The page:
Methane hydrates (also know as gas hydrates or clathrate hydrates) are a crystalline solid where the methane molecules are each trapped in a cage of frozen water molecules. Methane hydrates are stable in ocean floor sediments at water depths greater than 300 meters, and where they occur, are known to cement loose sediments in a surface layer several hundred meters thick. There are also considerable quantities of methane hydrates found in Arctic permafrost though the total is thought to be only a small fraction that found in the ocean. The worldwide amounts of carbon bound in methane hydrates is conservatively estimated to total twice the amount of carbon to be found in all known fossil fuels on Earth. Hydrates require both low temperatures and high pressure to form and eliminating either condition can free the gas from its icy cage. Sudden methane hydrate release has been proposed as the cause of some previous global warming events and may also weaken the seafloor, causing submarine landslides and tsunamis.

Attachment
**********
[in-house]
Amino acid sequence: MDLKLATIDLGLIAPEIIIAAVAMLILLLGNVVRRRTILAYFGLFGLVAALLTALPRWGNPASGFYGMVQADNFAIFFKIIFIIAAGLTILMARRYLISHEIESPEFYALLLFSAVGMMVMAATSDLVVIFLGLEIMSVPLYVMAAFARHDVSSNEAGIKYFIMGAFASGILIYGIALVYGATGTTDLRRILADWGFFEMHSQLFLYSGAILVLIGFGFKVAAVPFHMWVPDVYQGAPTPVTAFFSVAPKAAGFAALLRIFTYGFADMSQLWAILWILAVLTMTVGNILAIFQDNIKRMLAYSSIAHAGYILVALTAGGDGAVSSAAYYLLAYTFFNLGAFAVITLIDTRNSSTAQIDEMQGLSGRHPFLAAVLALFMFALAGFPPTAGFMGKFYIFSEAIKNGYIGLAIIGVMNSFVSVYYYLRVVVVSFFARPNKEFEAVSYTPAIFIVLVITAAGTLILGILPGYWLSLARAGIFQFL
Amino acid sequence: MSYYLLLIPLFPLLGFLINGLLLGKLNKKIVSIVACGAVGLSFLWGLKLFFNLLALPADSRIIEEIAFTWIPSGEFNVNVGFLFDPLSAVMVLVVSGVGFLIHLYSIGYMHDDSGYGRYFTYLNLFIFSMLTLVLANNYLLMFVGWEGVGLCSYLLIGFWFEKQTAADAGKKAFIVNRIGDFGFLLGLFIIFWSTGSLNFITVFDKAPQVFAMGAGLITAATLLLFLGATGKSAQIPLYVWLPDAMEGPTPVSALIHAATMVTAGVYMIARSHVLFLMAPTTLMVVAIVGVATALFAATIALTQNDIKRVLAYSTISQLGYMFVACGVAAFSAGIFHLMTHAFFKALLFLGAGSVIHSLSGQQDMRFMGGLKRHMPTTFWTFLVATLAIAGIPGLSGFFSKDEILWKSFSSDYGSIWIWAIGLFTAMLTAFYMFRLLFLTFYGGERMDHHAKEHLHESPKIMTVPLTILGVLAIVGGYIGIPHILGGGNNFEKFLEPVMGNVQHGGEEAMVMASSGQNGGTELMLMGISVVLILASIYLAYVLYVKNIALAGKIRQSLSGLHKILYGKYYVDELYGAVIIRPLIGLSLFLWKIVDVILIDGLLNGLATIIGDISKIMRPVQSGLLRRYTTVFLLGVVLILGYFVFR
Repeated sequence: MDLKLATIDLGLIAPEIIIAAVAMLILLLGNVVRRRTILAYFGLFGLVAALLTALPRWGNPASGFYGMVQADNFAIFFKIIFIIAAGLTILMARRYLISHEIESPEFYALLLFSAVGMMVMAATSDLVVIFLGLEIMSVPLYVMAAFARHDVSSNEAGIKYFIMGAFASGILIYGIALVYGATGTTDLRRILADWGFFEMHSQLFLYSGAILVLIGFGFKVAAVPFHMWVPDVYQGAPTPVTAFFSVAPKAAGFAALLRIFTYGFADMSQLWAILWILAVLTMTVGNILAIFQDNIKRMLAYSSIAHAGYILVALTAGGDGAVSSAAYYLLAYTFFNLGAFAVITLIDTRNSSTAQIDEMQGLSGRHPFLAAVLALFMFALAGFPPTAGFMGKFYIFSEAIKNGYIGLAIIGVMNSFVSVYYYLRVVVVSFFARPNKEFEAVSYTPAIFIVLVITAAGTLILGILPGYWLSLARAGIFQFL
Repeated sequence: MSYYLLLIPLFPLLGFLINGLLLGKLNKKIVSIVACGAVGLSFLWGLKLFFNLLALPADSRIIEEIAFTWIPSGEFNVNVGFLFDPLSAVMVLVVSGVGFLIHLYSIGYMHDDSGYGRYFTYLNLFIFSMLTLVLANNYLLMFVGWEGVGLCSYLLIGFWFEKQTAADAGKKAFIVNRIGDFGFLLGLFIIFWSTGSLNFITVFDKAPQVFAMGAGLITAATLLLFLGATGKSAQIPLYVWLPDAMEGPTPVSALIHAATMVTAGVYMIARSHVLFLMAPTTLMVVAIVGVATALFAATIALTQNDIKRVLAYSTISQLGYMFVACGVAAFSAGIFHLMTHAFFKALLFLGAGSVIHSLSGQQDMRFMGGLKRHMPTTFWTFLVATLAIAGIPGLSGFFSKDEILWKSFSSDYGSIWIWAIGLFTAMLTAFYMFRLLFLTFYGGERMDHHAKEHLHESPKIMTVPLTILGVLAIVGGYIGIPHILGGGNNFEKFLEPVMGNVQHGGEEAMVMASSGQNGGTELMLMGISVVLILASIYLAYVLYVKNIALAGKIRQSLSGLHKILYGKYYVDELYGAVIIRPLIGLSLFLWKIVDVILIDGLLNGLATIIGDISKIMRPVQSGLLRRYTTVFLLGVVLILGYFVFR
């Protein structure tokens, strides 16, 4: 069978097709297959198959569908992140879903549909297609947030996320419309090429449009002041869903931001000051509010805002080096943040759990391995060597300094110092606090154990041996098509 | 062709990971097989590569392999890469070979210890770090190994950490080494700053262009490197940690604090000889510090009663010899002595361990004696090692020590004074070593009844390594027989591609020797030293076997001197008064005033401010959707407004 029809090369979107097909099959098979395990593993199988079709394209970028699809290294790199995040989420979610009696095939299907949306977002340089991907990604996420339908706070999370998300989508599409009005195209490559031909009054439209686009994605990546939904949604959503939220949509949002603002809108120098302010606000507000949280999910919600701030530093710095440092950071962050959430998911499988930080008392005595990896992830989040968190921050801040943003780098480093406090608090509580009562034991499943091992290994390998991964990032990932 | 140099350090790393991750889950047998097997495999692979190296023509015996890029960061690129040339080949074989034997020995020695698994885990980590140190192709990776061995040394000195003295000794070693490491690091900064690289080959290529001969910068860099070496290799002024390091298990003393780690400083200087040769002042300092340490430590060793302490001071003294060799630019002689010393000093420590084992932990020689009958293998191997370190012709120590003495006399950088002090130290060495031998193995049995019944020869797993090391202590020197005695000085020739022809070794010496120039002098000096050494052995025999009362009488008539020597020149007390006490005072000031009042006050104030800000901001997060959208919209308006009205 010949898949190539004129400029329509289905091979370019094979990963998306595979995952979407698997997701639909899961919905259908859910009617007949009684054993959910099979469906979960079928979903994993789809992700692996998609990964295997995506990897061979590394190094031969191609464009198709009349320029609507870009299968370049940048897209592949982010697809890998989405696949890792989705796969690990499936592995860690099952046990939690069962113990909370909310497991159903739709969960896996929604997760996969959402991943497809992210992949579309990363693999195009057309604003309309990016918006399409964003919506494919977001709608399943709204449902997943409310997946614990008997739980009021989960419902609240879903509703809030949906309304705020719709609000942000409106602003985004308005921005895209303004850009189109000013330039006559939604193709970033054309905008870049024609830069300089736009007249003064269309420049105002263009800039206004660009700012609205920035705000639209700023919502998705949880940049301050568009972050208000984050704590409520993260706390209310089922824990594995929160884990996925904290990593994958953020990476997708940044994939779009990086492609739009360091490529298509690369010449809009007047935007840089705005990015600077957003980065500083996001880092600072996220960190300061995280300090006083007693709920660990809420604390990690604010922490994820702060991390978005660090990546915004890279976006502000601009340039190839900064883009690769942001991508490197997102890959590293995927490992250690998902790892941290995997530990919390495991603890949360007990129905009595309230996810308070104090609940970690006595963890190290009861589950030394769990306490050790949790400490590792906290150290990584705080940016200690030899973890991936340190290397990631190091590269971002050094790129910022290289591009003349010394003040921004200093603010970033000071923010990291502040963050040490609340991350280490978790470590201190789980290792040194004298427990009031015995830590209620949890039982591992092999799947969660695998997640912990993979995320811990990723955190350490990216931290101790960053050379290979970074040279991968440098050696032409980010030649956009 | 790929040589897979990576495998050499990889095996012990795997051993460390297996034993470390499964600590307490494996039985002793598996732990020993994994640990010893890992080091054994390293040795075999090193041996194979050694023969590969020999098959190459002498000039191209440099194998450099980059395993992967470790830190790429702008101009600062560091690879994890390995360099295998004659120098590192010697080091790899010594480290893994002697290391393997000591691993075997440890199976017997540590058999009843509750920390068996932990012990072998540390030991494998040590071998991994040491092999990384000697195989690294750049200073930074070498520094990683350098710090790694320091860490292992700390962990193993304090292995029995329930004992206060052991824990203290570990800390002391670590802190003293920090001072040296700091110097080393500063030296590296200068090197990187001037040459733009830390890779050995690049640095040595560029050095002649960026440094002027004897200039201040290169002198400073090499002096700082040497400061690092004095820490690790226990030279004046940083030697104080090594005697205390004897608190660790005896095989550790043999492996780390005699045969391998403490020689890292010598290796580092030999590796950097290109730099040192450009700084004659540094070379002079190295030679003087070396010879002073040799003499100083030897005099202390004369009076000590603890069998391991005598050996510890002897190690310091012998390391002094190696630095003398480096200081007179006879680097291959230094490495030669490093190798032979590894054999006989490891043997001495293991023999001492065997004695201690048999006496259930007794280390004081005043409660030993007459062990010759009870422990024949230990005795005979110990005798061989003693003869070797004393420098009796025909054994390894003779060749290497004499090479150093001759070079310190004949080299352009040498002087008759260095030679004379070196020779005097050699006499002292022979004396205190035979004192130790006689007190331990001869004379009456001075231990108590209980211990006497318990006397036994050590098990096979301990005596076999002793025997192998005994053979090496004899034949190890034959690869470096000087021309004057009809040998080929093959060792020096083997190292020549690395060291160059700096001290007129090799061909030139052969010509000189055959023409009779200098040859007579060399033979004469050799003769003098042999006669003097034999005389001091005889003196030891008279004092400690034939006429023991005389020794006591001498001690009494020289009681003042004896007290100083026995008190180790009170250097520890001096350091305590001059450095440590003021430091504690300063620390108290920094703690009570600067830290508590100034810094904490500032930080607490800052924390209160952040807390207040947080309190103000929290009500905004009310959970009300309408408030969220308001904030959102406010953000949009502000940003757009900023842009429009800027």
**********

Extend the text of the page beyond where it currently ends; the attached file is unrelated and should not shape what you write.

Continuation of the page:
Plans for exploitation of methane hydrates are advancing swiftly. A series of drilling tests have been conducted over the last decade on the permafrost in Canada by the Geological Survey of Canada and the Japan Oil, Gas and Metals National Corporation (JOGMEC). More recently a joint project involving the US Government and Chevron drilled a well in the Gulf of Mexico to explore for hydrates. Last year the US Department of Energy (DOE), in conjunction with ConocoPhillips and the JOGMEC, ran a 30 day extraction test on a well in Northern Alaska. Now JOGMEC has begun drilling for methane hydrates off the south coast of Japan. This will be the first attempt to produce gas offshore. The greatest threat from methane hydrate lies in the fact that they are both highly unstable and exist in very large quantities. Extraction techniques will involve destabilising the hydrates and the potential for uncontrolled release of methane, potentially accompanied by massive undersea landslides and tsunamis, will always be present. Because methane is such a strong greenhouse gas if it escapes directly to the atmosphere, the consequences would be dire.